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Lincoln Durham | And Into Heaven Came The Night

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Jack White Nick Cave Tom Waits

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United States - Texas

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Rock: Americana Folk: Alternative Folk Moods: Mood: Brooding
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And Into Heaven Came The Night

by Lincoln Durham

Lincoln's 4th record is a descent into dark Americana and Southern Gothic dirge. The Austin one-man-band sings songs of sin, pain, revenge & redemption. Part Nick Cave and part Tom Waits, Durham's music is the soundtrack to a scorched earth.
Genre: Rock: Americana
Release Date: 

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  Song Share Time Download
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1. Heaven
3:16 $0.99
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2. Preacher
2:38 $0.99
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3. Hate
4:13 $0.99
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4. Grave
3:50 $0.99
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5. Laugh
4:41 $0.99
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6. Death
3:27 $0.99
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7. Gnaw
3:10 $0.99
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8. Feather
3:07 $0.99
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9. Hero
3:34 $0.99
Downloads are available as MP3-320 files.

ABOUT THIS ALBUM


Album Notes
All songs written by Lincoln Durham.
Published by Rayburn Publishing, SESAC
Produced by Lincoln Durham
Recorded at The Ice Cream Factory Studios, Austin TX
Additional recording at The Crypt, Austin TX
Mixed by Chris Bell, Wimberley TX
Engineered by Matt Parmenter, Austin TX
Additional engineering by Lincoln Durham, Austin TX
Mastered by Gavin Lurssen at Lurssen Mastering, Burbank CA
Back cover photograph by Scott Porter, Dallas TX
Design and additional artwork by Lincoln Durham at LincDigital, Austin TX

"Durham unleashes unfiltered swampy blues in the same vein as The Reverend Peyton's Big Damn Band, singing with the rawness of Tom Waits and playing with the inventiveness of Jack White." - JamBase

"Standing at Satan's ramshackle kit, twixt two mics, and brandishing a Resonator six-string sawed in half by his slide, the tortured, one-man-one-mohawk dude in black howls to the heavens." - Raoul Hernandez, The Austin Chronicle

"He taps into the ghostly side of blues, where one repeated chord is enough to conjure up a world of sound" - Art Levy, KUTX

"This is the kind of record that Jack White wishes he could make, a record that is loose, unhinged by commercial limitations or stylistic allegiances. Durham demonstrates again and again that he's no one's man but his own" - PopMatters

“With the American political and social landscapes slipping more and more into madness, I feel like Durham might have just written the soundtrack for our lives” - Glide Magazine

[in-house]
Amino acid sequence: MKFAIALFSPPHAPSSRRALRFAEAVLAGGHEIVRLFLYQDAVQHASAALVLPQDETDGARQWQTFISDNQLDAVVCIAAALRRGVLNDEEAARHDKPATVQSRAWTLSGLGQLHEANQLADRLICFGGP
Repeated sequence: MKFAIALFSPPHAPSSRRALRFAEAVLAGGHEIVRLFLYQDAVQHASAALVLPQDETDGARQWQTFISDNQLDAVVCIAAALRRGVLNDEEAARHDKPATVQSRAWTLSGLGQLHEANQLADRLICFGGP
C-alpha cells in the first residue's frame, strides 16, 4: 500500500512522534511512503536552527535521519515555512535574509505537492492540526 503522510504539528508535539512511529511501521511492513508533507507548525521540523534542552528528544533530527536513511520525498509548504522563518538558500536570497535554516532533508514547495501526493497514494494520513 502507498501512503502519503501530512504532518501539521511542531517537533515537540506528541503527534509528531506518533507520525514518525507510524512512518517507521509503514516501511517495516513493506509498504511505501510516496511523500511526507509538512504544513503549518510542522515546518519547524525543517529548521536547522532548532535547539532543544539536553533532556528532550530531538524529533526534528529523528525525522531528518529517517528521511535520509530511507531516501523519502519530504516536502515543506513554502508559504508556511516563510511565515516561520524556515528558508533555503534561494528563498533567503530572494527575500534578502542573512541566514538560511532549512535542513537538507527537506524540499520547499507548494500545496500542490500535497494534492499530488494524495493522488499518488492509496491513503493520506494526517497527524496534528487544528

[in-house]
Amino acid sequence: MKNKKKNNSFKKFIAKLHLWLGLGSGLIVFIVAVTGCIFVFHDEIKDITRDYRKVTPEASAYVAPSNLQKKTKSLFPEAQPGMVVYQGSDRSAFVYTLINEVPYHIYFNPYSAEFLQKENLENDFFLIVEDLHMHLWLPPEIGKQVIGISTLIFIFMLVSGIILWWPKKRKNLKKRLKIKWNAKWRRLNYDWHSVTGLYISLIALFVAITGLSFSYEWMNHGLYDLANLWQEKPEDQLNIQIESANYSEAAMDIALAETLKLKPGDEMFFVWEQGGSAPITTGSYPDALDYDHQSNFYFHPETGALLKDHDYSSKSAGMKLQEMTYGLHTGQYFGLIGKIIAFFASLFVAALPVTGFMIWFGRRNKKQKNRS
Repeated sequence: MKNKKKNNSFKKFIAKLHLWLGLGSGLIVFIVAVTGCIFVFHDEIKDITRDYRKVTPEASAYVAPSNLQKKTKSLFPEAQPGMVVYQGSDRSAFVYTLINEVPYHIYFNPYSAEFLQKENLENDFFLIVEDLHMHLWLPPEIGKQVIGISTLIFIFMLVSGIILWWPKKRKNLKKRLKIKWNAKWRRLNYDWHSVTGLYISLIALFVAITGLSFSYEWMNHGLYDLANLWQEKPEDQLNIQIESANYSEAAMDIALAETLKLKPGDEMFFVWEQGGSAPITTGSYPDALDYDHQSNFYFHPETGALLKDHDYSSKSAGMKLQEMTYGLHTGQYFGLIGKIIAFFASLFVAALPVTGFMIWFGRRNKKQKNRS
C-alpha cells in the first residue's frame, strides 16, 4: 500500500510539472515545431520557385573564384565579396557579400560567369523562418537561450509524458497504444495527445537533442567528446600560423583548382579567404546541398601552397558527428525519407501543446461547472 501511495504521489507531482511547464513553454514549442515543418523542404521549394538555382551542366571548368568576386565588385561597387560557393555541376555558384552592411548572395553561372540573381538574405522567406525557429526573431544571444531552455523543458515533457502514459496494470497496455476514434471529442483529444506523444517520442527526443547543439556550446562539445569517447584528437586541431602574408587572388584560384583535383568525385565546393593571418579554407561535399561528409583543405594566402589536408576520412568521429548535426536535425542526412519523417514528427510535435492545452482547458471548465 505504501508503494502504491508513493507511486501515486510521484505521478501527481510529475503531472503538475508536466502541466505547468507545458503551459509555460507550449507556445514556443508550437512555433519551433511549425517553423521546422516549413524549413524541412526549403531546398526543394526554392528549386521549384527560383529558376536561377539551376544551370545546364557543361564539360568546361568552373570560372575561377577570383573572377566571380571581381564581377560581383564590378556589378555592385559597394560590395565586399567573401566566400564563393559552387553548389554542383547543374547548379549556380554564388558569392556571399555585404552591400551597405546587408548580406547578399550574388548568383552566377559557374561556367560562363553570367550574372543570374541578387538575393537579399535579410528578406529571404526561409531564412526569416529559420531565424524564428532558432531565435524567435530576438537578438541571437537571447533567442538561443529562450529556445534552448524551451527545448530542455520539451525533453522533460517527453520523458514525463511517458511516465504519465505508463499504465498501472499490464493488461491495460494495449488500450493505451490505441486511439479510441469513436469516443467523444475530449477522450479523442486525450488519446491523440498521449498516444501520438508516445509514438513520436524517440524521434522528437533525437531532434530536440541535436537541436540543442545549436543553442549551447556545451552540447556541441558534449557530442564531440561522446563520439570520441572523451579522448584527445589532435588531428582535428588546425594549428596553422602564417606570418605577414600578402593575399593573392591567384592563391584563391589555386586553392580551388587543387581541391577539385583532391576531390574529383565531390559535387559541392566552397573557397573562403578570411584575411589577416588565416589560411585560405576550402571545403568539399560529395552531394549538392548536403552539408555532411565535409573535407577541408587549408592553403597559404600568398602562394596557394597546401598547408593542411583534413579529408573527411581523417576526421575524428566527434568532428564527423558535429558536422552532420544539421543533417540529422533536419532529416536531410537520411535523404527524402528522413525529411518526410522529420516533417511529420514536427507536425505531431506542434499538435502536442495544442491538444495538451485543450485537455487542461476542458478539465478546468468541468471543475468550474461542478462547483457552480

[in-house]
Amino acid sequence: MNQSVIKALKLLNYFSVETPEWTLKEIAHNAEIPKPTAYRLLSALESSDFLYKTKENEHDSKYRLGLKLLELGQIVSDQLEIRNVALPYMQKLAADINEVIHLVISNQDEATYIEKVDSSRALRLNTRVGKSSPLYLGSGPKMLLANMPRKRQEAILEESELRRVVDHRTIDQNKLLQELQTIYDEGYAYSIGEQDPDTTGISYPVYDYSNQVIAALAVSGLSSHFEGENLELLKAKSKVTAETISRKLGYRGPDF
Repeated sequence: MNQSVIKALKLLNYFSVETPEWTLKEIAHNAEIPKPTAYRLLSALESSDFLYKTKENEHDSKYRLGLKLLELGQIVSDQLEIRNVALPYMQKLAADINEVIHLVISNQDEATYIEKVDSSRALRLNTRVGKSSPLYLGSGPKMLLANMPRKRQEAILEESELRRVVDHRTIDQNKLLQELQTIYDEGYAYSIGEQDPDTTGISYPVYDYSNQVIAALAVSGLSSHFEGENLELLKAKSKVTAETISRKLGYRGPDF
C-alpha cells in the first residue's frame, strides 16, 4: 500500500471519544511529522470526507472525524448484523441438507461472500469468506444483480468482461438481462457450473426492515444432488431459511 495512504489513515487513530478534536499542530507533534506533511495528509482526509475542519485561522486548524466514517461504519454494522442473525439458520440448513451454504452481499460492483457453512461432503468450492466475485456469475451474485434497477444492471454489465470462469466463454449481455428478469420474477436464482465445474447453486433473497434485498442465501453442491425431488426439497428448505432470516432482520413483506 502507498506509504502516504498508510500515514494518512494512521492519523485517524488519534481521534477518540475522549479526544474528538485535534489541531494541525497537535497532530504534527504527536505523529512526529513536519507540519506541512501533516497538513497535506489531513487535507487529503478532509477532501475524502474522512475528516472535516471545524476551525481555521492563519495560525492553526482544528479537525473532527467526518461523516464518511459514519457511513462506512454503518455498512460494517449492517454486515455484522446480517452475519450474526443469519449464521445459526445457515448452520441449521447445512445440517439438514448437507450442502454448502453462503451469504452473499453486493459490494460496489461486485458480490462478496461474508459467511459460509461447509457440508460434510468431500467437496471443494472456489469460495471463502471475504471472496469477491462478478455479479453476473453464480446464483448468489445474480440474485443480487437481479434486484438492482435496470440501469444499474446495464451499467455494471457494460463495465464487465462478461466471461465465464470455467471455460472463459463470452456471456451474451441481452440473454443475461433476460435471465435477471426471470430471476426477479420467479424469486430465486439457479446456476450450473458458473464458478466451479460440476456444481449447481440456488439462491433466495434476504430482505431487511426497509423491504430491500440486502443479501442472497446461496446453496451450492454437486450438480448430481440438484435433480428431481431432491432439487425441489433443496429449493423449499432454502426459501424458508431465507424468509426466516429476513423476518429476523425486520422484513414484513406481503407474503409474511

“Thick electric blues, mixed with the picking of a self-made cigar box guitar, among other rustically stringed instruments, lend Durham’s blend of roadhouse rock and front porch folk a gnarly texture that isn’t easily brushed off once it’s forced upon you. When Durham’s popping strings and pounding beats, even a larger festival stage can feel entirely too tiny to hold him in.” - Paste Magazine


Biography
Armed with old bastardized mid-century guitars, hand-me-down fiddles and banjos, home-made contraptions with just enough tension on a string to be considered an instrument and any random percussive item he can get his hands or feet on, Lincoln Durham is a Southern-Gothic Psycho-Blues Revival-Punk One-Man-Band with a heavy amped edge, preaching the gospel of some new kind of depraved music. With driving guttural beats backboning various growling stringed instruments Lincoln gives birth to a sound that transcends genres with his dark, poetic and raw writing style telling tales that E.A. Poe would have been proud of.

Lincoln’s musical odyssey began when his grandpa, Charlie, and dad, Ed, put a fiddle in his hands at age 4. He would grow into an accomplished fiddle player winning the Youth Fiddle Championship at age 10. Lincoln afterward followed the path so many musicians have, finding his vice in the seductive, siren-like callings of the electric guitar. Or, in Lincoln’s case, the acoustic slide guitar with gnarly pickups haphazardly screwed into it.

Lincoln’s true biography is in his live show. The passion in his sweat drenched, electrifyingly mesmerizing one-man-band show draws you in to feel every scar and drop of blood in his painfully intimate lyrics. It takes something beautifully “off” to get on stage with just hands and feet for a band, driven by a howling voice, and morbidly preach a music that harkens back to the old blues masters, Son House and Fred McDowell, infused with the edge and angst of Punk and darkened from the bad influences of Tom Waits and Nick Cave.

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